Exhibitions are not created within a vacuum; instead, they are triggered by timely events, local movements, and fictional stories. It has become a common occurrence to curate a show based on a work of literature. The Wattis Institute in San Francisco, CA comes to mind with their recent trilogy of exhibitions based on canonical American novels — Moby Dick, The Wizard of Oz, and Huckleberry Finn. All three of the catalogs produced for this trilogy have used early editions of each novel as inspiration. Although these catalogs are visually captivating, they use the themes and aesthetics of the novels when useful, and infuse their own hand to align each novel with its corresponding exhibition.
Almost all exhibitions relate the works in a show to external influences, but few have used an influential text the way the Purtill Family Business did with their catalogue for the New Museum’s 2008 exhibition, After Nature. On their website, the Museum described the exhibition as follows:
“After Nature” surveys a landscape of wilderness and ruins, darkened by uncertain catastrophe. It is a story of abandonment, regression, and rapture—an epic of humanity and nature coming apart under the pressure of obscure forces and not-so-distant environmental disasters. Bringing together an international and multigenerational group of artists, filmmakers, writers, and outsiders, the exhibition depicts a universe in which humankind is being eclipsed and new ecological systems struggle to find a precarious balance.”
The exhibition’s publication addressed an equally interesting question: can an exhibition catalog exist within the pages of its reference material?
Curated by Massimiliano Gioni, the exhibition not only utilized the themes and title from W.G. Sebald’s After Nature, but Sebald’s book also became the “site” for the exhibition catalog. Re-purposing Modern Library’s 2003 pressing of After Nature (128 pages), the book contains loose 6×3.5 inch reproductions of the works in the show and a six panel fold-out dust jacket that houses the exhibition credits, acknowledgements, and curator’s essay. When the exhibition was organized in 2008, there had already been several recent cataclysmic natural disasters across the planet; tornados and floods tore across Iowa, while China experienced unprecedented earthquakes and cyclone Nargis devastated Myanmar with 138,000 fatalities. Like Sebald’s three protagonists, the artists in the exhibition [full listing here], each express a sense of anxiety and unease about nature and their own place within it.
It’s odd that the way I have read this catalogue mimics the way tornados jump from one town to another. The thin, postcard-like plates that are inserted every two to three pages of the publication provide a bookmark-like feel that left me “jumping” every few pages to scan both the images and the texts. I am not sure how the order of the plates within the book was determined, but I often found myself linking small bits of text with the image of the art object inserted between its pages. At times that creates puzzling yet humorous pairings: for example, an image of Maurizio Cattelan’s taxidermied horse (pictured below), which in the exhibition is installed roughly seven feet off the floor with its head through the wall, is inserted next to the words “and if I remained by the outermost sea.” The pairings are a bit nonsensical, but they provide an unpredictability and casualness that contrasts with the anxious themes expressed in the exhibition and source text.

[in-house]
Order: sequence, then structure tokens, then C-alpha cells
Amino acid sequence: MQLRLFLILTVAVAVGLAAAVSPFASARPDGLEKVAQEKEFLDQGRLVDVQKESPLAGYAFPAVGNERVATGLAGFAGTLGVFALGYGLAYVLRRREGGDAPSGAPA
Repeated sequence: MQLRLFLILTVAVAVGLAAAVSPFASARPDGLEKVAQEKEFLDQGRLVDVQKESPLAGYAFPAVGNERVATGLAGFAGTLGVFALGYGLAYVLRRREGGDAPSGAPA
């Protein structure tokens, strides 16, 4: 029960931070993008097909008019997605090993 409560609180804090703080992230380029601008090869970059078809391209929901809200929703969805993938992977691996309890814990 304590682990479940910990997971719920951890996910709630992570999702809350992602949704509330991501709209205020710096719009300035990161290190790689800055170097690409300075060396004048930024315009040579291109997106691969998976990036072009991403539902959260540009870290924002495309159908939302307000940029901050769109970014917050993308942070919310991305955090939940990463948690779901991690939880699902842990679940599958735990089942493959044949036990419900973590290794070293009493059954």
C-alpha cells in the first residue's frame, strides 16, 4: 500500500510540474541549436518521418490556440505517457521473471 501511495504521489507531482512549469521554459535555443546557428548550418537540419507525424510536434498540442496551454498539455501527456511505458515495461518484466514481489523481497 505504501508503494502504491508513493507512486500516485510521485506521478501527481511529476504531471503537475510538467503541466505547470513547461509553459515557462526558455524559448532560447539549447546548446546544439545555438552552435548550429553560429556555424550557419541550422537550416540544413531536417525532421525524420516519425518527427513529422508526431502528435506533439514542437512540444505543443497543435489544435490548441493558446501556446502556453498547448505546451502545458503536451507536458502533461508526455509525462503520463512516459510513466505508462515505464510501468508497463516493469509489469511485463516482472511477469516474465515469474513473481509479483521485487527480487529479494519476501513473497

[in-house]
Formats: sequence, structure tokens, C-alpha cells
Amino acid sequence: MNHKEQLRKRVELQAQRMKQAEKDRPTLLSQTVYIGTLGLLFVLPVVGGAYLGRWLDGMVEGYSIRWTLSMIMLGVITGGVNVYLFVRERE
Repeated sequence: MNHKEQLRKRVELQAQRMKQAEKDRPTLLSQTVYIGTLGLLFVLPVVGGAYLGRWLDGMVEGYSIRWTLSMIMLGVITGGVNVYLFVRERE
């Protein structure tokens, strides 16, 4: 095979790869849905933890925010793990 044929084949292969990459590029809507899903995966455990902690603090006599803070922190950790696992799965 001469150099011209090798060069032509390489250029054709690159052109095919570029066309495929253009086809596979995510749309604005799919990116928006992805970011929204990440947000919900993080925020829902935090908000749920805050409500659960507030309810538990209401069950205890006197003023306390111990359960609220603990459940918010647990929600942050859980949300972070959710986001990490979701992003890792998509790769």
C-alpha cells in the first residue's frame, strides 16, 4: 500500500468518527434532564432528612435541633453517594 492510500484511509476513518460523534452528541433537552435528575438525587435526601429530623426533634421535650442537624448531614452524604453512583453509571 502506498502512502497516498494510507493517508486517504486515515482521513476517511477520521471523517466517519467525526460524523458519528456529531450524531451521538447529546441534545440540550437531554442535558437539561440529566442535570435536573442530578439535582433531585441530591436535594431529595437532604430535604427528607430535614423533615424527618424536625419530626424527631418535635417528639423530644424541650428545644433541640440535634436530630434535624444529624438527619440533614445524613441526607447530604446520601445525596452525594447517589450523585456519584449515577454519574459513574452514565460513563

The exhibition catalogue’s addition to the original book–the plates and dust jacket–have an interesting power dynamic with respect to Sebald’s work. None of Sebald’s text has been altered. If a reader wanted to discard the plates and jacket, they would be left with a copy of the original book that would somehow feel as if it were uninhabited, like an abandoned house. Catalogues often begin with a Director’s forward and a curator’s essay, followed by more essays and plates. Although it is easy to read the catalogue for After Nature in this linear fashion, it would be just as easy to skip over Gioni’s words and begin reading Sebald’s text instead. At times, it even feels as if the catalogue puts more weight on Sebald to contextualize the art in the exhibition, instead of on the curator Gioni–which leads me to think that either Gioni has the utmost respect for Sebald’s work, or felt his own sense of anxiety about the influence of his source material.
The New Museum described the re-purposing of existing copies of the original “an homage to W.G. Sebald,” but to me, the gesture goes beyond that. Purtill Family Business and the New Museum radically redefined the way exhibition publications use the materials that have inspired them. Gioni’s exhibition After Nature is absolutely reliant on Sebald’s book After Nature to provide additional context to the ideas in the show; in turn, the catalogue is contingent on the physicality of the book that houses it.
The catalogue for After Nature offers a unique example of how to re-use existing printed material to create new forms; it also engages art’s longstanding infatuation with found objects in an innovative way. The consistent thread of anxiety running throughout the exhibition’s works, as well as in Sebald’s writing, is remarkably muted when encompassed in the publication’s final form. All of the swirling thoughts and worries expressed in the show are neatly contained within a package that’s not only really cool to look at, but also evokes the proverbial feelings of calm before a storm.